The bill we have before us—the Broadcasting Legislation Amendment (2021 Measures No. 1) Bill 2021—demonstrates the utter incompetence of this minister at the table. It is a complete humiliation. He has no authority and no credibility. From go to whoa, this has been a complete and utter stuff-up. He stuffed it up even when he introduced this bill. He made an incorrect second reading speech and had to come in here and correct it. I haven't been here for that long, but I've been here for just over 10 years and I have never seen this happen. For those of you who might be watching at home, just so you're aware, the second reading speech given by the minister is very important. It goes to the interpretation of law. It goes to an important point of statutory interpretation. For the minister to not even know what was in his own bill when he introduced it says everything about his incompetence not only in his portfolio but in his ability to conduct himself in this chamber. He stood here and stated things the bill did, when, in fact, it didn't do them. He didn't even know what his own legislation was about, so he had to come in here and correct it.
Let's be very clear. As the member for Watson stated: with this bill, the minister wanted to halve Foxtel's Australian content obligation. He wanted to halve it, and he gave all the reasons why that was going to be a fantastic idea. Today he comes in like nothing ever happened, when, in reality, the Senate has completely rejected the bill. And it's not only members of the crossbench that have rejected it; members of his own government have rejected it. All of this comes on top of this government's decision last year to suspend the Australian content quotas for the commercial TV broadcasters, as well as their decision to then water down those obligations for good. They have created huge angst and uncertainty for the Australian screen sector. They've cost jobs during a pandemic, during a recession and during economic recovery. Let's not forget that the minister even managed to stuff up the suspension of the content quotas. He falsely claimed to have suspended the commercial TV content quotas himself when he had not, because that's the job of the independent regulator, the ACMA. The government has also failed to introduce Australian content obligations for streaming services, just as the member for Watson said. Wait for this! I kid you not: it has been over four years since this government announced a review of Australian and children's content to 'ensure the ongoing availability of Australian and children's content to domestic and international audiences, regardless of platform'. It needs another birthday cake. Can you believe it? Four years! And there is still no sign of an Australian content obligation for streaming services.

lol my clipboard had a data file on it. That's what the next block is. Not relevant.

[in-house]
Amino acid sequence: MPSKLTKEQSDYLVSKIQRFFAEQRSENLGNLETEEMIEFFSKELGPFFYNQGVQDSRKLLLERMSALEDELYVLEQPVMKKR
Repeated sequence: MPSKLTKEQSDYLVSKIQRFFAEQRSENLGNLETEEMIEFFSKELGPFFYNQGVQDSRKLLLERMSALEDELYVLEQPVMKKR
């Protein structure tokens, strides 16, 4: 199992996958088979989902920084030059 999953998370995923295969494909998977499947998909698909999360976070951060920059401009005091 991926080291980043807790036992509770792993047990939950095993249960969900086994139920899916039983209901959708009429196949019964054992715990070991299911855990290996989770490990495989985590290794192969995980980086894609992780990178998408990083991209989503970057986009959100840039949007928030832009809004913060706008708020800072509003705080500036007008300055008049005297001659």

The minister has even failed his own test. In December 2019 he announced that he would harmonise the regulatory framework 'towards a platform-neutral regulatory framework covering both online and offline delivery of media content to Australian consumers'. Where are we today? Other jurisdictions, including France, Germany and Canada, have moved to require platforms like Netflix and Amazon to invest in local content. All this government can do is dither and delay. He's all over the shop.
I refer you to Amanda Meade's article from 1 April this year in the Guardian:
'As the green paper proposes, as well as reducing the Australian content spend that Foxtel has, we will for the first time impose an Australian content spend requirement on the streaming platforms,' Fletcher told ABC radio Melbourne. 'The idea would be to harmonise both of those at 5%.'